Intraperitoneal glucose tolerance tests (IPGTT) were performed 8, 12, and 16 wk after the onset of VCD dosing. Mice were fasted for 4 h before glucose challenge. Animals were injected intraperitoneally with glucose at a concentration of 1 g/kg body wt. Approximately 15 μl of whole blood was drawn from the tip of the tail vein, and glucose was measured with the CardioCheck PA Blood Testing Device (2568; HealthCheck Systems). Blood was collected at 0, 15, 30, 60, and 120 min after glucose injection. Glucose tolerance comparisons were made by measuring the area under the glucose clearance curve (AUCg) using SigmaPlot 2001 software.
Blood glucose and plasma assays.
Mice were fasted for 4 h, euthanized by CO2 inhalation, and blood was drawn by cardiac puncture and collected in heparinized syringes. Blood glucose levels were measured with the same glucose meter as in the IPGTT experiments. Whole blood was then centrifuged, and the plasma was extracted and stored at −80°C for future study. Plasma insulin was measured with a rat/mouse insulin ELISA kit (EZRMI-13K; Linco Research) using the provided protocol. The homeostasis model assessment of insulin resistance (HOMA-IR) was used to measure fasting whole body insulin resistance using the calculation [fasting blood glucose (mg/dl) × fasting plasma insulin (μU/ml)]/405 (22).
Plasma triglycerides and cholesterol were measured using kits from Raichem following the manufacturer's instructions (84098 and 80015; Raichem). Nonesterified fatty acids were measured with the NEFA-C kit (994-75409; Wako Chemicals).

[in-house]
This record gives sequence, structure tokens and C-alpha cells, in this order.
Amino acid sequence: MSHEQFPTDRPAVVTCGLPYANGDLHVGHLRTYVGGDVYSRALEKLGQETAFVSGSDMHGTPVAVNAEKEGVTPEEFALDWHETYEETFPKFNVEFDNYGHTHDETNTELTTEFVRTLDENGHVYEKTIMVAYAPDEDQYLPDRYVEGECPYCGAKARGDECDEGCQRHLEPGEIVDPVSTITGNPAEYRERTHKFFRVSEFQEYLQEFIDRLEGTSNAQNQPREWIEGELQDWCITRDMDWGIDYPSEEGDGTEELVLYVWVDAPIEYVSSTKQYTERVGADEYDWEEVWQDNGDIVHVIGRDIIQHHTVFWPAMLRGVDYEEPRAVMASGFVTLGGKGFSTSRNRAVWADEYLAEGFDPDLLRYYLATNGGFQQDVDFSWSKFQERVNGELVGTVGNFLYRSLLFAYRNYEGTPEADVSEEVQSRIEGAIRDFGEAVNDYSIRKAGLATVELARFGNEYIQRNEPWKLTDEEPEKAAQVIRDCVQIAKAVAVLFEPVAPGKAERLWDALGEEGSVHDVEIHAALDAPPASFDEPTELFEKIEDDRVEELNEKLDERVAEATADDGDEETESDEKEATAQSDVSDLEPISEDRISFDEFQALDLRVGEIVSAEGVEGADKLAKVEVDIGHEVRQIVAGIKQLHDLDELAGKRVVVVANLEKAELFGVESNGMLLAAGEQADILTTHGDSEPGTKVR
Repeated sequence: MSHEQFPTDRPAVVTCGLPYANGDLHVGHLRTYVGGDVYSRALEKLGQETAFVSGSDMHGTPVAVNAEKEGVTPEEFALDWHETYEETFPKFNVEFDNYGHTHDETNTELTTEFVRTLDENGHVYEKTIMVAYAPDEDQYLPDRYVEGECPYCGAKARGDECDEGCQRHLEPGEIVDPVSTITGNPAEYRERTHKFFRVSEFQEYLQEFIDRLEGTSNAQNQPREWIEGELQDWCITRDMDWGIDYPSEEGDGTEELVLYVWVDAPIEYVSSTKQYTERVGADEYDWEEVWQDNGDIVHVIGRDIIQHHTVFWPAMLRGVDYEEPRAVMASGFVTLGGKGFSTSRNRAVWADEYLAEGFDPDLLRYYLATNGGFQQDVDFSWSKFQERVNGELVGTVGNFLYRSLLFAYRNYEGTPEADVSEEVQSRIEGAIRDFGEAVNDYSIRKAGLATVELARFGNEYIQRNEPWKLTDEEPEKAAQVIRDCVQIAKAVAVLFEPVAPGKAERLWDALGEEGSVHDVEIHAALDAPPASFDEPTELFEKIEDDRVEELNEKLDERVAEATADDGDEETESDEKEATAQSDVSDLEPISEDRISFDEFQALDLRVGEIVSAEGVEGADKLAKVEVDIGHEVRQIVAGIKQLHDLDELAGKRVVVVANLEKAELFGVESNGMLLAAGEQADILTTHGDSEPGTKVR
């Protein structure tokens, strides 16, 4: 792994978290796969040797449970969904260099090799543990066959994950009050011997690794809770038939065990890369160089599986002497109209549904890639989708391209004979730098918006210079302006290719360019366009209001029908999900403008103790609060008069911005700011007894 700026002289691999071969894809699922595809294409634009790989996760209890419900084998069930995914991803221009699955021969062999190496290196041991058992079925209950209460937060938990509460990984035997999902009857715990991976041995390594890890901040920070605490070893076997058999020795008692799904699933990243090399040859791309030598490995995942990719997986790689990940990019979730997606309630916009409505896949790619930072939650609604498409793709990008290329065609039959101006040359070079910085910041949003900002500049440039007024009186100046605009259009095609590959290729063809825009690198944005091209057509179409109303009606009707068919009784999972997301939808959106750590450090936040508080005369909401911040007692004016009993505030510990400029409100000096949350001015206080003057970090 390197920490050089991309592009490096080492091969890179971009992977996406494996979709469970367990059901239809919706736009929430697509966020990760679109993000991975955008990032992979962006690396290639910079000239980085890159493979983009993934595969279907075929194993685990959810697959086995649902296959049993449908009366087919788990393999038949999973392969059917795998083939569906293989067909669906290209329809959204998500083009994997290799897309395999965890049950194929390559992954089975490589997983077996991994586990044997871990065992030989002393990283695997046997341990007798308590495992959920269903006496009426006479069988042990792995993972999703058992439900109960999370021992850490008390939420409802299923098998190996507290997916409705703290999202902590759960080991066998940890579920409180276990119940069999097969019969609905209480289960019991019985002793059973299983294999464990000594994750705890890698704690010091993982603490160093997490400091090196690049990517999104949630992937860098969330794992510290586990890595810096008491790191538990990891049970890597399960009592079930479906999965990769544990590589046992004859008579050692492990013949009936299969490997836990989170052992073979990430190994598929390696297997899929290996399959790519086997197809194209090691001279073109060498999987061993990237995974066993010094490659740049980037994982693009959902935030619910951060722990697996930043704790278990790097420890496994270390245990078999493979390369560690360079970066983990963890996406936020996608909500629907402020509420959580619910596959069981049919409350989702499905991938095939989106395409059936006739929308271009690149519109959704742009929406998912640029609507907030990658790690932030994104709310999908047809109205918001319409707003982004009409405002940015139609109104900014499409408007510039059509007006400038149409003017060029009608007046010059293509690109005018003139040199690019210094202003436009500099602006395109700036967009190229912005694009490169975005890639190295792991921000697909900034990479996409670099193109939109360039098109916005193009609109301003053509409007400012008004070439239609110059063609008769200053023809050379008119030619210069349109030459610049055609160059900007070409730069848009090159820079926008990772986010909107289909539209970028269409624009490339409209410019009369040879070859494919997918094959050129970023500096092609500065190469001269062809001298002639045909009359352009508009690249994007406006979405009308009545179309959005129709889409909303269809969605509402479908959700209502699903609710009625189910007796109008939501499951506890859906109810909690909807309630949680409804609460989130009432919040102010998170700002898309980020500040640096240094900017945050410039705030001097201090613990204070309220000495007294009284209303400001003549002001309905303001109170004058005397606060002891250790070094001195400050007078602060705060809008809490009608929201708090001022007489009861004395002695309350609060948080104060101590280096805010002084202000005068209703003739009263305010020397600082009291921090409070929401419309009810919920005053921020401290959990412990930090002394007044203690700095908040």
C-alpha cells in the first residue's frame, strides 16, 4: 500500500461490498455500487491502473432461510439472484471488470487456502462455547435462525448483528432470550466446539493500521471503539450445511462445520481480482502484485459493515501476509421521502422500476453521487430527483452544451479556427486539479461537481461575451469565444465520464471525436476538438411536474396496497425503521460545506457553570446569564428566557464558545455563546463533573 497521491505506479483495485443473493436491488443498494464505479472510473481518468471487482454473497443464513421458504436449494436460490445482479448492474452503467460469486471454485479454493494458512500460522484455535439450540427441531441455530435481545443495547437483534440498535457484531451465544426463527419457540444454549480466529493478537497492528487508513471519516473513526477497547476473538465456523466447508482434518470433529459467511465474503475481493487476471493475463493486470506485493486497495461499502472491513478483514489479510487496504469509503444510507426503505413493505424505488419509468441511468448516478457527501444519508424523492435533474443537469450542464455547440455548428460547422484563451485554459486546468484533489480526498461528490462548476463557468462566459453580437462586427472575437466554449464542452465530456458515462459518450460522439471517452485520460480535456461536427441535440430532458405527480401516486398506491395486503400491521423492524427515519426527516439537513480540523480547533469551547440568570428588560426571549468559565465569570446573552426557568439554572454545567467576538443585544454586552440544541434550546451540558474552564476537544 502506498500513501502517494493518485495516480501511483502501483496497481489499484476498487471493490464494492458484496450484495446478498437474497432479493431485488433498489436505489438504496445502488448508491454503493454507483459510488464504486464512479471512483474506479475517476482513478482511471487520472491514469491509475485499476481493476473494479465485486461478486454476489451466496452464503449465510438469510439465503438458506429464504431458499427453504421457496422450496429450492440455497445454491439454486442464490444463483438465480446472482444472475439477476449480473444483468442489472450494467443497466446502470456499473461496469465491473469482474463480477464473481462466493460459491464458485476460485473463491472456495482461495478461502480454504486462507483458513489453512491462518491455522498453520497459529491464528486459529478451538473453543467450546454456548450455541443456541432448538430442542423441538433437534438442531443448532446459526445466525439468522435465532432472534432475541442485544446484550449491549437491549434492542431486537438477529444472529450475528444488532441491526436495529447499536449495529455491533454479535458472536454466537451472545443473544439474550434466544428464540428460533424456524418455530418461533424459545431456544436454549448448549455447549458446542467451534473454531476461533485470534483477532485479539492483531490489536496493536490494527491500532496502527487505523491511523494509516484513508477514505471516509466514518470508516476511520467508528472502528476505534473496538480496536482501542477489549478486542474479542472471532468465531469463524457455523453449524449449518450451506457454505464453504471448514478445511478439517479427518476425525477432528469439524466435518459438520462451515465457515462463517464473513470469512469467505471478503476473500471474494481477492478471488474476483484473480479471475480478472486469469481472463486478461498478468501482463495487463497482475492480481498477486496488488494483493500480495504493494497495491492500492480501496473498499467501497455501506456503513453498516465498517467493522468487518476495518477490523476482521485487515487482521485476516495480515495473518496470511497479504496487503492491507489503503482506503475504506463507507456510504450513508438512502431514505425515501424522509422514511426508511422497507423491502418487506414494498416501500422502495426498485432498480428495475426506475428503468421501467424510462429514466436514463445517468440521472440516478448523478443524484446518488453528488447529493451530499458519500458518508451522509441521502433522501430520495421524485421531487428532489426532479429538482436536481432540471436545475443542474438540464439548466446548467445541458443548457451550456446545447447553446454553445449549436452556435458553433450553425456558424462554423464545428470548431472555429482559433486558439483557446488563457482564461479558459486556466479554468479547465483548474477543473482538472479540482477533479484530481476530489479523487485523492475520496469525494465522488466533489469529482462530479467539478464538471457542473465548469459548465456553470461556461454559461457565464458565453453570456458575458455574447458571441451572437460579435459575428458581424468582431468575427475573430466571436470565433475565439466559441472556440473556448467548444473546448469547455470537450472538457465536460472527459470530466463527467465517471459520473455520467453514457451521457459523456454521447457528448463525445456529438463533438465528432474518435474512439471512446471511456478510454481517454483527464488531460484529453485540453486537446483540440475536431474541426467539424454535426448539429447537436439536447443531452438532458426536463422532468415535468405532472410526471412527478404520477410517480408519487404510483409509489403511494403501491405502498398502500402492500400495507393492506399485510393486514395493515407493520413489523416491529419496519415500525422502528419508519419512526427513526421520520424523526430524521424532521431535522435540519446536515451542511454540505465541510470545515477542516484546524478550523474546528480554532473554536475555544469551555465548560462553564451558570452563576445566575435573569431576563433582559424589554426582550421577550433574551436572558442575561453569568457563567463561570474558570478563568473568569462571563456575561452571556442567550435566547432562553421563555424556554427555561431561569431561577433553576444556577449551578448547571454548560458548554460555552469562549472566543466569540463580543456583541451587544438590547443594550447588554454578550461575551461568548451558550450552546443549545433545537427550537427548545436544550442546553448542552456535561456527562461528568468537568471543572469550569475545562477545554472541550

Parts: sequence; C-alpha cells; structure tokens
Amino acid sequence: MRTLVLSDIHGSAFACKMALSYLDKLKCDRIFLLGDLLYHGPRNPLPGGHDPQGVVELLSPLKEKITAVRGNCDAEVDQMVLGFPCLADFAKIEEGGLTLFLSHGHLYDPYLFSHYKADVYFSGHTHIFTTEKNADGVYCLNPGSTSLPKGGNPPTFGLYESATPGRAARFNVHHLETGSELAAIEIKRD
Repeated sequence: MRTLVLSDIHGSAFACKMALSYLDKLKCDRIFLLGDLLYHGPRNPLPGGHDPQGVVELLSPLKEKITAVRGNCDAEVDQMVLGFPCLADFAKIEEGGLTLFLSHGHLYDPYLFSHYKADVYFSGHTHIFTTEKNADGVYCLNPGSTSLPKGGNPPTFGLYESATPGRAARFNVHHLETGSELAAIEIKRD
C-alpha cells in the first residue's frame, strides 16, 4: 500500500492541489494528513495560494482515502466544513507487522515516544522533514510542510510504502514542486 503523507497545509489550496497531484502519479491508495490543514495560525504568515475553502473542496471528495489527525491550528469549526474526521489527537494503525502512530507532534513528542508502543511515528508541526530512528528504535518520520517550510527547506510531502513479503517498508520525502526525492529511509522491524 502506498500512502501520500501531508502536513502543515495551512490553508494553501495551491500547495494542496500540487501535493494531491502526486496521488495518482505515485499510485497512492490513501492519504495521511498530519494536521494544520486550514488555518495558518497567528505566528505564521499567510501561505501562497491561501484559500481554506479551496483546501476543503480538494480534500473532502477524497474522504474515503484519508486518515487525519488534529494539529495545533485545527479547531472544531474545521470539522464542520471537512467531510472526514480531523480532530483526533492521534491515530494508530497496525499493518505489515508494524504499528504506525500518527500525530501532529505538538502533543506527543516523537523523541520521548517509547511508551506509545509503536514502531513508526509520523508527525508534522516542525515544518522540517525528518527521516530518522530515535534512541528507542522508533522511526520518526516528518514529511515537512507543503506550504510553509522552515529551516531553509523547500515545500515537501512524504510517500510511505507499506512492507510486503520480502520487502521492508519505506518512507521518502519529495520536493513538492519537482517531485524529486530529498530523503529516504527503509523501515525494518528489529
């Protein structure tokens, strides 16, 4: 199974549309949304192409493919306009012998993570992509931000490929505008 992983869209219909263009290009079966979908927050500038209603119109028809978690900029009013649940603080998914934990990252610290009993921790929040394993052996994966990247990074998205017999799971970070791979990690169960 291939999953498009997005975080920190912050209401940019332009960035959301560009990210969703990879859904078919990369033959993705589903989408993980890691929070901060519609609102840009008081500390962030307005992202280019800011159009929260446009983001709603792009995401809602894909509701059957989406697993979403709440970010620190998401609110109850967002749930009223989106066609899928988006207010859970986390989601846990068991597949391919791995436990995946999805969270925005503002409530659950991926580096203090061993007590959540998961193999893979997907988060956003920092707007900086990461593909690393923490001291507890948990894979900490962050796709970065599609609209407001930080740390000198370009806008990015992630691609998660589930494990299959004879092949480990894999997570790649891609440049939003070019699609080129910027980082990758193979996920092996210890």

Data were analyzed using Student's t-test or one-way ANOVA followed by a Tukey's post hoc test to identify differences between groups. Significance was determined as P < 0.05. Results are represented as means ± SE.
VCD-treated mice had impaired glucose tolerance after 12 weeks on a high-fat diet.
To investigate the effects of ovarian failure on the progression of the metabolic syndrome, female B6C3F1 hybrid mice were treated with VCD and fed a high-fat (HF) diet for up to 16 wk. The VCD-treated group (HF/VCD) was injected with VCD for 15 consecutive days to cause ovarian failure, and the cycling control group, (HF), was injected with vehicle. Additional groups of mice were fed a standard diet (6% fat) for comparison and were separated into VCD-treated and vehicle-treated cycling control group. Glucose tolerance tests were performed after 12 wk on the respective diets. Significant differences were observed in the high-fat fed mice at this 12-wk time point (Fig. 1); VCD-treated mice had developed an impaired glucose tolerance; in contrast, cycling control mice were unaffected and had a normal glucose tolerance (HF/VCD AUC 17,378 ± 1,140 vs. HF AUC 13,455 ± 643 mg/dl/min, P < 0.05). The impaired glucose tolerance in the HF/VCD mice was not observed at the earlier 8-wk time point (data not shown). Glucose tolerance tests were performed again after 16 wk on the respective diets, and at this time point both VCD-treated and cycling control mice on the high-fat diet had developed an impaired glucose tolerance (Fig. 2) . In contrast, all animals on a standard diet (6% fat) demonstrated normal glucose clearance at all time points (8, 12, and 16 wk).
VCD-treated mice on a high-fat diet gained more weight than cycling controls on a high-fat diet.
Weight gain was monitored in all groups twice weekly. All mice on a high-fat diet weighed more than mice on a standard diet (Table 1). However, VCD-treated mice on a high-fat diet increased their weight more rapidly than all other groups, such that HF/VCD mice were significantly heavier than HF cycling control mice at the 12 wk and the 16 wk time point (P < 0.05).